Richard X. Bove, Vice President Equity Research for Rafferty Capital Markets, continues to believe that the majority of Richard Shelby’s bill will become law and the biggest part with be focused on Fannie Mae and Freddie Mac. Below is an excerpt from a report to clients.
Last week the Senate Banking Committee voted to move Senator Richard Shelby’s (R., AL) banking Bill entitled Financial Regulatory Improvement Act of 2015 to the full Senate for consideration. While the vote was passed purely on partisan support (no Democrat voted for it) I continue to believe that most of this legislation will become law. This is because the legislation has been crafted in a manner to garner the greatest amount of support possible from the banking, mortgage and insurance industries without giving anything to the nation’s biggest banks.
It should also be noted that Senator Shelby is a consummate politician and he has the capability of steering this legislation through the Congress. Moreover, the Democratic objections to the Bill appear to be innocuous at best. They claim it helps the big banks and does little to aid the small banks. This objection is so far off the mark, that one wonders if objectors even read the Bill (which they clearly did). When the lobbyists for small banks, credit unions, mutual savings banks, real estate brokers, mortgage companies, insurance companies and insurance agencies get to them the Democratic views will change. This is particularly so given the likely support of most portions of the Bill by normally Democratic supporters who want more mortgage funds for low income households.
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Large industrial corporations with significant financial businesses will also support the Bill because it gives them a way out of regulation. Even strong right wing conservatives will find something to like because the Bill includes a measured attack on the Federal Reserve and its powers. If accepted these proposals would begin to tear down the authority of the Fed.
Richard Shelby’s bill sets Fannie Mae and Freddie Mac on a path to destruction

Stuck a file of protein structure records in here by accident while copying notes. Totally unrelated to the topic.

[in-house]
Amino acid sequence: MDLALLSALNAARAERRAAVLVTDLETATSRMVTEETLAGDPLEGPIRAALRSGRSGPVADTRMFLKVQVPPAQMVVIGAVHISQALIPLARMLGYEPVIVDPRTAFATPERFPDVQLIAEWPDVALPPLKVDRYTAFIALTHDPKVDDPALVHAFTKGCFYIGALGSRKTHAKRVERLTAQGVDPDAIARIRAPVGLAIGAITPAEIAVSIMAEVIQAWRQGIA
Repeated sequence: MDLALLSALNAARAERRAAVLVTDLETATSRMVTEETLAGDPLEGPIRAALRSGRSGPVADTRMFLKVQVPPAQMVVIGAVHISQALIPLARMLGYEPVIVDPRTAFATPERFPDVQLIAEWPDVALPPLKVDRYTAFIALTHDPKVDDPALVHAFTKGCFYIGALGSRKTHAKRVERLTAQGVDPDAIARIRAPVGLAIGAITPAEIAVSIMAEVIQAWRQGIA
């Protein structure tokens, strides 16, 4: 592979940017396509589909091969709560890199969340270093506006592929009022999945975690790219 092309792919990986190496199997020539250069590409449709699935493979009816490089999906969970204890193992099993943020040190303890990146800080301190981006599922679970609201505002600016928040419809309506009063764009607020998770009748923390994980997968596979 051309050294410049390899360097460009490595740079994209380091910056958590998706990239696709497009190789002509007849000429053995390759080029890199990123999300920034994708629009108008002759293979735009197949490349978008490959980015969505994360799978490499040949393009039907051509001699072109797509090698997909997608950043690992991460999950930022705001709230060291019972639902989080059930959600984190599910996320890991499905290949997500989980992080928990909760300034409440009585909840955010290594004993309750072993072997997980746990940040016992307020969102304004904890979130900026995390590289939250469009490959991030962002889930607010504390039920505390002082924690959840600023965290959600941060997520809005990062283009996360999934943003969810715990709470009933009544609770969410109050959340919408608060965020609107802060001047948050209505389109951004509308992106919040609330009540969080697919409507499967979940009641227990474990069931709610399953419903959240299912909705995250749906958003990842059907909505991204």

The biggest fight around this legislation will be focused on Fannie Mae and Freddie Mac. The Bill clearly sets these two companies on a path to destruction. It sets the stage for the re-introduction of the failed Corker/Warner legislation at some future point.
The remainder of this commentary will briefly highlight the key parts of the legislation.
Title I: Regulatory Relief and Protection of Consumer Access to Credit (George Orwell would love these Titles)
The first Title of this act includes 25 sections. These sections go right at key elements of the Dodd Frank legislation in an attempt to alleviate the pressure on multiple small financial institutions:
- Credit Unions without FDIC insurance can apply for membership in Federal Home Loan Banks. This increases credit union access to funding.
- Allows individual to have their part of a state declared a rural area. This reduces regulation.
- Reduces the litigation potential over mortgages and establishes a study to evaluate the whole mortgage finance sector.
- Establishes a financial ombudsman to determine if regulators are overstepping their authority when auditing banks
- Eases regulatory pressure on the manufactured housing industry.
- Makes inflation adjustments for banks allowing them to avoid more regulation as they grow in size.
- Reduces ability of households to sue home appraisers.
- Eliminates dividend rule which has been preventing mutual savings banks from going public.
- Allows institutions under $10 Billion in assets to avoid Volcker Rule.
- Seeks a study of the mortgage servicing industry.
- Reduces call report requirements.
- Demands a comprehensive review of Federal banking regulations.